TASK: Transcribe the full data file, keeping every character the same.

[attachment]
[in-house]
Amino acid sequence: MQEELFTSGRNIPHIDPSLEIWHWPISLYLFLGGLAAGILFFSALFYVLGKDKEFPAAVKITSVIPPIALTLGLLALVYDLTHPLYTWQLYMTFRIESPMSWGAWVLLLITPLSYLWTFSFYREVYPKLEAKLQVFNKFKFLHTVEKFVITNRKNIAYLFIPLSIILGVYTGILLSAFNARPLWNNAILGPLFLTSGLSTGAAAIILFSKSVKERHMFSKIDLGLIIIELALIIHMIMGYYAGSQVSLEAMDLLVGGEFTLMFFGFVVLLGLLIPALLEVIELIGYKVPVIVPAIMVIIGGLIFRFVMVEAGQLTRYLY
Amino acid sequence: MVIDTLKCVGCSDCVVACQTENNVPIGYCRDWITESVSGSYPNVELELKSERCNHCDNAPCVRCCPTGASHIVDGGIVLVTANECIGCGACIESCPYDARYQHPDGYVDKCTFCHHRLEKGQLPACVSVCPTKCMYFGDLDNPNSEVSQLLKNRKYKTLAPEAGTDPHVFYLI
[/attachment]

[in-house]
Amino acid sequence: MQEELFTSGRNIPHIDPSLEIWHWPISLYLFLGGLAAGILFFSALFYVLGKDKEFPAAVKITSVIPPIALTLGLLALVYDLTHPLYTWQLYMTFRIESPMSWGAWVLLLITPLSYLWTFSFYREVYPKLEAKLQVFNKFKFLHTVEKFVITNRKNIAYLFIPLSIILGVYTGILLSAFNARPLWNNAILGPLFLTSGLSTGAAAIILFSKSVKERHMFSKIDLGLIIIELALIIHMIMGYYAGSQVSLEAMDLLVGGEFTLMFFGFVVLLGLLIPALLEVIELIGYKVPVIVPAIMVIIGGLIFRFVMVEAGQLTRYLY
Amino acid sequence: MVIDTLKCVGCSDCVVACQTENNVPIGYCRDWITESVSGSYPNVELELKSERCNHCDNAPCVRCCPTGASHIVDGGIVLVTANECIGCGACIESCPYDARYQHPDGYVDKCTFCHHRLEKGQLPACVSVCPTKCMYFGDLDNPNSEVSQLLKNRKYKTLAPEAGTDPHVFYLI